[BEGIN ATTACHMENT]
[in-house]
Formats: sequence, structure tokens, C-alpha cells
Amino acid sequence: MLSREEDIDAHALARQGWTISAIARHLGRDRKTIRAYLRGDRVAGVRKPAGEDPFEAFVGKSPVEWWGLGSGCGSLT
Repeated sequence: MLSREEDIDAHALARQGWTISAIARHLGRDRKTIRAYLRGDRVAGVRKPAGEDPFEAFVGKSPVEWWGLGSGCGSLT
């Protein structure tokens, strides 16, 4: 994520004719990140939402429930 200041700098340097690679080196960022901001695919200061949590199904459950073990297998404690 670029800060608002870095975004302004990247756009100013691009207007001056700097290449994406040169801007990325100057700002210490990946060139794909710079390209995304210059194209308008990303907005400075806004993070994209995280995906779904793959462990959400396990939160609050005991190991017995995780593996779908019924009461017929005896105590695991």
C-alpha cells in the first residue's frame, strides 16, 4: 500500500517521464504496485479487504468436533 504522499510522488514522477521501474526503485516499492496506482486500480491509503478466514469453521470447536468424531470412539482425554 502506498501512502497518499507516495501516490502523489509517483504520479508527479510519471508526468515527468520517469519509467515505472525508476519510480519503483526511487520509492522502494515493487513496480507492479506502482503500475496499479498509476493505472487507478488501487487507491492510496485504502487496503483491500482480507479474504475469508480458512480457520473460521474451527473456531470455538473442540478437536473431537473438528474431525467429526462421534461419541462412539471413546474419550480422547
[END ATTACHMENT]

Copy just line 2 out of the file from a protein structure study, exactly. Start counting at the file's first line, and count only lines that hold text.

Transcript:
Formats: sequence, structure tokens, C-alpha cells